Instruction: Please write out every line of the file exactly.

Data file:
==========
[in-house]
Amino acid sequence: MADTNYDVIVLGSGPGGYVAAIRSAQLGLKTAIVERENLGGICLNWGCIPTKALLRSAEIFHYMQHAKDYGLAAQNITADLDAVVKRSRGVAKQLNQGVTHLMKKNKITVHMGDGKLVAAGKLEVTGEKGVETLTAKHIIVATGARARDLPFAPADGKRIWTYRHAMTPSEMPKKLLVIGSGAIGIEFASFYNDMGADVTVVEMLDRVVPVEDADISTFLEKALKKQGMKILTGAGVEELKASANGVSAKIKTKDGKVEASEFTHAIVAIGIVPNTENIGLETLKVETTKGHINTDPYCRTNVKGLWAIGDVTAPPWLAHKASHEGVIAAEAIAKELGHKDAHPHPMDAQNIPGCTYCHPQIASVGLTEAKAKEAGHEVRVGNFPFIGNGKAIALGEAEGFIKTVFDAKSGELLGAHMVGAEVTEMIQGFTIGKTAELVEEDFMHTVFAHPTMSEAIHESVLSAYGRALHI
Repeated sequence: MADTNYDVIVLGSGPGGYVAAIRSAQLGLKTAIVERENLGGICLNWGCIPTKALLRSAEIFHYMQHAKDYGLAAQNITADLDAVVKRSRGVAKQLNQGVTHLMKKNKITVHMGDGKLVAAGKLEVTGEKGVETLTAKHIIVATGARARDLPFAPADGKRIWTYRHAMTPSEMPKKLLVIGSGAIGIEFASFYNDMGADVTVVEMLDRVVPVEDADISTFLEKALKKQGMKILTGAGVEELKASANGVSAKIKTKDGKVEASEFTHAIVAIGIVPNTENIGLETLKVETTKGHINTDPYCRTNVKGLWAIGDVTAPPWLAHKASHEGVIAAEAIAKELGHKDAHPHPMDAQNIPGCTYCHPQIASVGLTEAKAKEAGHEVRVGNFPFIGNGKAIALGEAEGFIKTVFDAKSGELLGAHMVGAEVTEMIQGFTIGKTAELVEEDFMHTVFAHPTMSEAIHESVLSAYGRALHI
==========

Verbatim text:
[in-house]
Amino acid sequence: MADTNYDVIVLGSGPGGYVAAIRSAQLGLKTAIVERENLGGICLNWGCIPTKALLRSAEIFHYMQHAKDYGLAAQNITADLDAVVKRSRGVAKQLNQGVTHLMKKNKITVHMGDGKLVAAGKLEVTGEKGVETLTAKHIIVATGARARDLPFAPADGKRIWTYRHAMTPSEMPKKLLVIGSGAIGIEFASFYNDMGADVTVVEMLDRVVPVEDADISTFLEKALKKQGMKILTGAGVEELKASANGVSAKIKTKDGKVEASEFTHAIVAIGIVPNTENIGLETLKVETTKGHINTDPYCRTNVKGLWAIGDVTAPPWLAHKASHEGVIAAEAIAKELGHKDAHPHPMDAQNIPGCTYCHPQIASVGLTEAKAKEAGHEVRVGNFPFIGNGKAIALGEAEGFIKTVFDAKSGELLGAHMVGAEVTEMIQGFTIGKTAELVEEDFMHTVFAHPTMSEAIHESVLSAYGRALHI
Repeated sequence: MADTNYDVIVLGSGPGGYVAAIRSAQLGLKTAIVERENLGGICLNWGCIPTKALLRSAEIFHYMQHAKDYGLAAQNITADLDAVVKRSRGVAKQLNQGVTHLMKKNKITVHMGDGKLVAAGKLEVTGEKGVETLTAKHIIVATGARARDLPFAPADGKRIWTYRHAMTPSEMPKKLLVIGSGAIGIEFASFYNDMGADVTVVEMLDRVVPVEDADISTFLEKALKKQGMKILTGAGVEELKASANGVSAKIKTKDGKVEASEFTHAIVAIGIVPNTENIGLETLKVETTKGHINTDPYCRTNVKGLWAIGDVTAPPWLAHKASHEGVIAAEAIAKELGHKDAHPHPMDAQNIPGCTYCHPQIASVGLTEAKAKEAGHEVRVGNFPFIGNGKAIALGEAEGFIKTVFDAKSGELLGAHMVGAEVTEMIQGFTIGKTAELVEEDFMHTVFAHPTMSEAIHESVLSAYGRALHI